Why is it important for pastors to understand church government? The Rev. Fred Greco explains how pastors should care for their congregations by knowing and applying their systems of church government.

I think it’s very important for pastors, especially new pastors, to understand the principles and even the specifics of church government. You know, there are basic principles of church government: the difference between being Congregational or Presbyterian or Episcopalian. But knowing and understanding the principles of Presbyterian government, and even the operation of them in our Book of Church Order, are very important.

I think, often, there are men who go into the ministry and think that it’s somehow a lack of piety or godliness to get involved in these sorts of matters—until they come to their church’s doorstep, until you have to deal with a discipline case, until you have to buy property for your church, until you have difficulties in a congregational meeting. And then what happens often is, people comb through the Book of Church Order, hoping the index helps them, frantically e-mailing or calling folks like myself, saying, “What do we do?”

It’s very important for pastors, especially new pastors, to understand the principles and even the specifics of church government.Well, the pastor, even though he’s the prime teacher and preacher at a church, is also the prime leader. And so, not every church has experienced churchmen on their session. Not every session, even in the PCA, has a lawyer. And so it’s helpful for new pastors to look through the Book of Church Order to see the various provisions, to find pitfalls. Because, for example, if you have a discipline case and you do something incorrectly, you’ve probably just cost yourself, your church, and your session six months-worth of time trying to undo an error. Far better to get this right on the front end! And it’s not just a time matter, because you want everyone to be treated with justice and with equity. And so, we wouldn’t like it, for example, if we went to a court in the civil arena, and the judge and the jury didn’t know what they were doing, and it was obvious that we didn’t receive justice, not because we were guilty, or not because of the charges, but just because people didn’t know how to adjudicate it. The same thing is true in a church. I think it gives congregants confidence in their leadership to know that their leadership understands how a church is to be run.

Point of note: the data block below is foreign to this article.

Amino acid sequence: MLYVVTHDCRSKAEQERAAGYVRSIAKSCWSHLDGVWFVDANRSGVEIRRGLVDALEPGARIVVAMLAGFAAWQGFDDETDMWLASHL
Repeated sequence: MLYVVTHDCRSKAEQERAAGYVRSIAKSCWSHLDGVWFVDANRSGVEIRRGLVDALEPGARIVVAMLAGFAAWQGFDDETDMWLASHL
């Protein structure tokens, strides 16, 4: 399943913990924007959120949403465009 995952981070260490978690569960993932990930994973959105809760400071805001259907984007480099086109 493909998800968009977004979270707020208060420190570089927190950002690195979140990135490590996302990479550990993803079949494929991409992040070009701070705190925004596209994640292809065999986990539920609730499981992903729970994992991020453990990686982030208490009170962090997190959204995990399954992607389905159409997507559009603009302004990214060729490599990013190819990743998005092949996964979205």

Now, let me make one other point: it’s Jesus who runs the church. And so, we do this, all of this, in submission to Christ and his Word. And Christ has given us this government to help us to shepherd his people, and to be leaders that care about them.